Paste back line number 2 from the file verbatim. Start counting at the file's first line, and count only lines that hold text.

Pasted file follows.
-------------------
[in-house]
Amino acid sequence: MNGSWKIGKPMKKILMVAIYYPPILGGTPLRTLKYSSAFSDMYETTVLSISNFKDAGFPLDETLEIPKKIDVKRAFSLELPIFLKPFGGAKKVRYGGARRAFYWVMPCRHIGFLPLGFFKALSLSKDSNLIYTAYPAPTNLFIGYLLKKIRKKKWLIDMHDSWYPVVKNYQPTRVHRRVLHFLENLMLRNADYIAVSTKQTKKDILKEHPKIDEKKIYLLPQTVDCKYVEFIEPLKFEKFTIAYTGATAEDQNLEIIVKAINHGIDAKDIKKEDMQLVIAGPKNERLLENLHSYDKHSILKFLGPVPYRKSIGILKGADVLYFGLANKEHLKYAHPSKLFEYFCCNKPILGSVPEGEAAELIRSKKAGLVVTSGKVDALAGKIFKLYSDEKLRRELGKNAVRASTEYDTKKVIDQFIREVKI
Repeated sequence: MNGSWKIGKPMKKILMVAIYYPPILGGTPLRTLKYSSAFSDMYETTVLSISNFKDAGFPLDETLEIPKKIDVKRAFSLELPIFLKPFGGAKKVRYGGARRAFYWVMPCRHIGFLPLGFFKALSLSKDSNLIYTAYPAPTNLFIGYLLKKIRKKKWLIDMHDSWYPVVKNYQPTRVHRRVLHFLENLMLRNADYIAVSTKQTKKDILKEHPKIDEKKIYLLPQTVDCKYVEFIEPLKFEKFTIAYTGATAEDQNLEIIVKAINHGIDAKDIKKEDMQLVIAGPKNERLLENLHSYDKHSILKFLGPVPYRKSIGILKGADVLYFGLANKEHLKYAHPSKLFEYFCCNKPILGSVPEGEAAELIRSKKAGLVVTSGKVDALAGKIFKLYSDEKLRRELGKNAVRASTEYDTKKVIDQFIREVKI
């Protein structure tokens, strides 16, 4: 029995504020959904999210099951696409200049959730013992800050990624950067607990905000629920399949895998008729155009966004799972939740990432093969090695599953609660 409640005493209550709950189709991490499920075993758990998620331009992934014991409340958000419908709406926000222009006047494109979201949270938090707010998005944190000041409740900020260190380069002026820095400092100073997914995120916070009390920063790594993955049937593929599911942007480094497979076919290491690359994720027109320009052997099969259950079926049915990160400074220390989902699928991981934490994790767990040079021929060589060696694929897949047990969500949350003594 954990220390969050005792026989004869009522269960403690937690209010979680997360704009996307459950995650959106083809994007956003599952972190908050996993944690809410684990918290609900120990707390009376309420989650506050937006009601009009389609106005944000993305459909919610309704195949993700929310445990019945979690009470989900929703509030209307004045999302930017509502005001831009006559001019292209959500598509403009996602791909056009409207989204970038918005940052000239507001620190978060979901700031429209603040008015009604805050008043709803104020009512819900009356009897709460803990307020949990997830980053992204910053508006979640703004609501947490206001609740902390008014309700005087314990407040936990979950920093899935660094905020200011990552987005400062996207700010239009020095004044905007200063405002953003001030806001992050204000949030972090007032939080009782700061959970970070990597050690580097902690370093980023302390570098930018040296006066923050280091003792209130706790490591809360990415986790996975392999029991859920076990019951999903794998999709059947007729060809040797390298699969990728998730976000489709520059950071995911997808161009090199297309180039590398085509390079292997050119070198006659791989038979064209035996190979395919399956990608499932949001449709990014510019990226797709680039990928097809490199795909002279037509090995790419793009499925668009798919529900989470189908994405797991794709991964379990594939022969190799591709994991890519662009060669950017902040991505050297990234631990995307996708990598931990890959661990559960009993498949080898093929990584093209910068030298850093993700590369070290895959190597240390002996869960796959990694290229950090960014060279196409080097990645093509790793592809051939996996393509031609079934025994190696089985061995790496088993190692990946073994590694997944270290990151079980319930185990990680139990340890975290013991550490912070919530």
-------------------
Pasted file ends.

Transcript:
Amino acid sequence: MNGSWKIGKPMKKILMVAIYYPPILGGTPLRTLKYSSAFSDMYETTVLSISNFKDAGFPLDETLEIPKKIDVKRAFSLELPIFLKPFGGAKKVRYGGARRAFYWVMPCRHIGFLPLGFFKALSLSKDSNLIYTAYPAPTNLFIGYLLKKIRKKKWLIDMHDSWYPVVKNYQPTRVHRRVLHFLENLMLRNADYIAVSTKQTKKDILKEHPKIDEKKIYLLPQTVDCKYVEFIEPLKFEKFTIAYTGATAEDQNLEIIVKAINHGIDAKDIKKEDMQLVIAGPKNERLLENLHSYDKHSILKFLGPVPYRKSIGILKGADVLYFGLANKEHLKYAHPSKLFEYFCCNKPILGSVPEGEAAELIRSKKAGLVVTSGKVDALAGKIFKLYSDEKLRRELGKNAVRASTEYDTKKVIDQFIREVKI